90% of brain development occurs in the first 5 years of life. Children are developing language, social, cognitive, and motor skills simultaneously, forming a network of integrated ability that enables efficient information processing. Brain Development is shaped through the interaction between a child’s biology and their experiences. Think of brain development as a construction project: neuroconstructivism. Children have the job of constructing meaning from what they experience. We have the job of giving them the tools to construct meaning effectively and efficiently, and in a way that they love!

Dr. Becky’s Bundles are user friendly for you and fun for children. Each bundle includes a book with story text and design that guides your language and actions to advance children’s development. Additional story-related props enable children to experience the story coming alive through their play actions. The book serves as a “playbook” to help you play in developmentally appropriate, meaningful, and fun ways with your child. Finally, tips on each page guide you to expand the learning opportunity. Play tips, language tips, and imitation and gesture tips will guide you through storytime to create a meaningful, early literacy experience with your child.

Dr. Becky’s Bundles combine Developmental Science Methods with Dr. Becky’s Research Findings and Speech-Language Experience to deliver development enhancing tools not available outside scientific journals and professional interventions. Dr. Becky’s bundles focus on language, social, and cognitive development; the foundations of literacy development.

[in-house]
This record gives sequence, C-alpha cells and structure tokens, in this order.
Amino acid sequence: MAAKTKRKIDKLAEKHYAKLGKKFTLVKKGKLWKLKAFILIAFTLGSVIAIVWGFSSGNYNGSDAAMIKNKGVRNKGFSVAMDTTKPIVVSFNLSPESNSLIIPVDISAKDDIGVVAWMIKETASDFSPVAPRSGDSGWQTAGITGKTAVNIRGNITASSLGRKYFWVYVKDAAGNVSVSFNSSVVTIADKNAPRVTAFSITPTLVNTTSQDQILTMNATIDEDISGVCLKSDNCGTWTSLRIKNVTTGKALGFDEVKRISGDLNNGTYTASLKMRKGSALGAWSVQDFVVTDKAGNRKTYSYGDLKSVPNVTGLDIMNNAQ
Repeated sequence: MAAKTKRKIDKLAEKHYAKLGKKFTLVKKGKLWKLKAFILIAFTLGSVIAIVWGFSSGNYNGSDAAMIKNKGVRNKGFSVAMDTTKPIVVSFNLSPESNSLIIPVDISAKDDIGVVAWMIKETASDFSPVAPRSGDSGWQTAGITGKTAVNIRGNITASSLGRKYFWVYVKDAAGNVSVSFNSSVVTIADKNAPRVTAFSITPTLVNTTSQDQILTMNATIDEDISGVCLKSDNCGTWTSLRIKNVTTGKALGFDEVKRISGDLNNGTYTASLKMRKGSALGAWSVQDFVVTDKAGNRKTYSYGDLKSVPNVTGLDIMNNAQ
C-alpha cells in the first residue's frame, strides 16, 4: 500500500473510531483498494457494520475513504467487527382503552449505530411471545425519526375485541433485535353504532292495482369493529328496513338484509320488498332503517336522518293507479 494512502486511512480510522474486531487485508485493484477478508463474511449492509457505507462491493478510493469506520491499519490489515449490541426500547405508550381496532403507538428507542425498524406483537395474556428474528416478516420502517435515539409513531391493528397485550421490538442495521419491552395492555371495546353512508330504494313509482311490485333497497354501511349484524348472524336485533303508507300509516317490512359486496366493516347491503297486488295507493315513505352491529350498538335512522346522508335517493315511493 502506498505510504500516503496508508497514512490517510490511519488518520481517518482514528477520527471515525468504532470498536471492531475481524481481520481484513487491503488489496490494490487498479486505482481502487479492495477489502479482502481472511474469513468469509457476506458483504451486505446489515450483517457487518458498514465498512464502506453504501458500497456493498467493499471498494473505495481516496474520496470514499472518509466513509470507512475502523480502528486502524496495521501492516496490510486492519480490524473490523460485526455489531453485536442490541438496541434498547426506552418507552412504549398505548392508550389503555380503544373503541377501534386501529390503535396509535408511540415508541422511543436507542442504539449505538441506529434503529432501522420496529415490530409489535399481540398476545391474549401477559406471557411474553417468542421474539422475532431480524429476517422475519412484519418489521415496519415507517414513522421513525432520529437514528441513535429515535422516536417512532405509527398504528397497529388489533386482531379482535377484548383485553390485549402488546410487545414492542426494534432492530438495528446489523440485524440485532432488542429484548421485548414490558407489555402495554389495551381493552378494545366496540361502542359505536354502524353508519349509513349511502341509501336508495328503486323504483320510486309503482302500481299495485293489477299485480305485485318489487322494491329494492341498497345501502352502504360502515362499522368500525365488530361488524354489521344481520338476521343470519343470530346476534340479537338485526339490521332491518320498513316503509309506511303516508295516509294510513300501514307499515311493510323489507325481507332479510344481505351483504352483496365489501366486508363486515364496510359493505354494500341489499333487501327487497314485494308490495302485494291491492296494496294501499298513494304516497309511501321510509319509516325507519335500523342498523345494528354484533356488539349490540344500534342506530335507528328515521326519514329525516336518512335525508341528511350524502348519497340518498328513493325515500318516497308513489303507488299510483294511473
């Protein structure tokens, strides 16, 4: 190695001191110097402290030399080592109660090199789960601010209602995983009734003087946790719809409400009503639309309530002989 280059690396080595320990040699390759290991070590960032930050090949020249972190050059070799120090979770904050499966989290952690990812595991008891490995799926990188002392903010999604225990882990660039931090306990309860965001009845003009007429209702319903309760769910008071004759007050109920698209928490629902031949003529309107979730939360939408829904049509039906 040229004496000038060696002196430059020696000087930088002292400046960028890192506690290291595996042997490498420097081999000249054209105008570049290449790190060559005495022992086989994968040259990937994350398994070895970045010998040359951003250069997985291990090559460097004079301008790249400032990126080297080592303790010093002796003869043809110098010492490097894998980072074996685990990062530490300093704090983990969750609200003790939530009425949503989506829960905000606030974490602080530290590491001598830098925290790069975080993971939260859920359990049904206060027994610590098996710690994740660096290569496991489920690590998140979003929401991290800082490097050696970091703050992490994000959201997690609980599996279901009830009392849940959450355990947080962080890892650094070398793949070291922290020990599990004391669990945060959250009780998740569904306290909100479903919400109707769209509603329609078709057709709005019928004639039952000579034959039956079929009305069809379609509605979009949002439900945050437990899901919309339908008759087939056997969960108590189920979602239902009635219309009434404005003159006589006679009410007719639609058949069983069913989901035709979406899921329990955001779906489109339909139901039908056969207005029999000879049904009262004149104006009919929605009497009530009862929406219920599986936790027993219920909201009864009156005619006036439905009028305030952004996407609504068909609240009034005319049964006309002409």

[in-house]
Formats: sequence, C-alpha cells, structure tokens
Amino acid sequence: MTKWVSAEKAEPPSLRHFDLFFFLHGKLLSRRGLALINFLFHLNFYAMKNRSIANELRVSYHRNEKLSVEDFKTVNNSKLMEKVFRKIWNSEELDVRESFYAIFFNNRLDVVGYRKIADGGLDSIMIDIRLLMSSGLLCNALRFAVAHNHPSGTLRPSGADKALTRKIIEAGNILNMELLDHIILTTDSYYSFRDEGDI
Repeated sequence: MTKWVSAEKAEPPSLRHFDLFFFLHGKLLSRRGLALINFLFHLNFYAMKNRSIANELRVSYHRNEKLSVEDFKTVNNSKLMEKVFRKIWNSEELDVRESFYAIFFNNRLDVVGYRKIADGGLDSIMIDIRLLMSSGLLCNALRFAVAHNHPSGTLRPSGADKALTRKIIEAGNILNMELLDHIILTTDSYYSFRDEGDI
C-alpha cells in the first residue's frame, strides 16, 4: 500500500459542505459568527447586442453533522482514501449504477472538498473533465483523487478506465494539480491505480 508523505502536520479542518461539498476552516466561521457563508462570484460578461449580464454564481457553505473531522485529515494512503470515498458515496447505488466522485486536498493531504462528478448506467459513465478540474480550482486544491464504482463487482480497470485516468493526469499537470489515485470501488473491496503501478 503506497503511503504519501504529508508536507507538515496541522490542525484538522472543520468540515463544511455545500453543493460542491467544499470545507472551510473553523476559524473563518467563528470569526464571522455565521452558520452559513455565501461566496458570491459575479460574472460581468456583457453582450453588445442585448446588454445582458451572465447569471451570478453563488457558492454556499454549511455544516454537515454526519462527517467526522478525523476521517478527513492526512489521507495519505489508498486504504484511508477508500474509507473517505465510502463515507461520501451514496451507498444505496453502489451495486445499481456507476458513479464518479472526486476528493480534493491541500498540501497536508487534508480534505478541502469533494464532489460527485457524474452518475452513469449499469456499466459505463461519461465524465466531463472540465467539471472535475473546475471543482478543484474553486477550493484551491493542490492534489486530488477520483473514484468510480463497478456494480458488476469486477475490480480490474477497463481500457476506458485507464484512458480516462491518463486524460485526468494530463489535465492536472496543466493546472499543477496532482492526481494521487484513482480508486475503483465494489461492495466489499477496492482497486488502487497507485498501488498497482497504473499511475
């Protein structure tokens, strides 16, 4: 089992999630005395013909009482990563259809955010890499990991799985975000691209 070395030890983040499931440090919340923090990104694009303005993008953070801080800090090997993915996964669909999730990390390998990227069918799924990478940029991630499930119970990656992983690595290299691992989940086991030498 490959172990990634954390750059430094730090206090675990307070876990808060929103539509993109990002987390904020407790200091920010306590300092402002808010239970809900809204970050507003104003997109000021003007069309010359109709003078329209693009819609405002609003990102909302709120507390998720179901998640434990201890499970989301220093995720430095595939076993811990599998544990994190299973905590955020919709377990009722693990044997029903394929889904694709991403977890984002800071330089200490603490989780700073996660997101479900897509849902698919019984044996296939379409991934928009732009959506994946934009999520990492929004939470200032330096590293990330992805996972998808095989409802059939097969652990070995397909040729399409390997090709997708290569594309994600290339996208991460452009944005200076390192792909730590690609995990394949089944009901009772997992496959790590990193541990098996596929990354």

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Girl Reading a Book

Imitation & Gesture Tips

By using these tips, children learn to pay closer attention to others' communication signals and synchronize their thinking, actions, and communication with others.  These are essential skills for social success. As children develop gesture skills, they are also developing symbolic thinking, nonverbal communication, and the ability to integrate verbal and nonverbal information. When gestures are used during storytelling, children remember more about the story. This supports listening comprehension, a critical literacy skill. Also, as children learn to gesture the meaning of words in the story, they learn to interpret illustrations in books. Being able to gather meaning from illustrations supports text comprehension and inferential skill development.